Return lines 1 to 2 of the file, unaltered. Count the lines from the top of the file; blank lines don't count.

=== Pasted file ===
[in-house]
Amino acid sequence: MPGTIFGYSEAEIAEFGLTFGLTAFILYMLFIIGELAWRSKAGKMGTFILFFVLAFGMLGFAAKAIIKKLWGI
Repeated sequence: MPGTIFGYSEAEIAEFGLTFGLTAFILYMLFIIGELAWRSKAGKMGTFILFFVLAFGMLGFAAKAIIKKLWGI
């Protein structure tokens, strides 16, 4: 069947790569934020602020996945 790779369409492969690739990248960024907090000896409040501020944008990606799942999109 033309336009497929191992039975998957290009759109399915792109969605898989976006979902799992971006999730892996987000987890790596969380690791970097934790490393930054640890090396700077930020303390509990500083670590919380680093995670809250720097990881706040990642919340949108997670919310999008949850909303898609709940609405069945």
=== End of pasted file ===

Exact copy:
[in-house]
Amino acid sequence: MPGTIFGYSEAEIAEFGLTFGLTAFILYMLFIIGELAWRSKAGKMGTFILFFVLAFGMLGFAAKAIIKKLWGI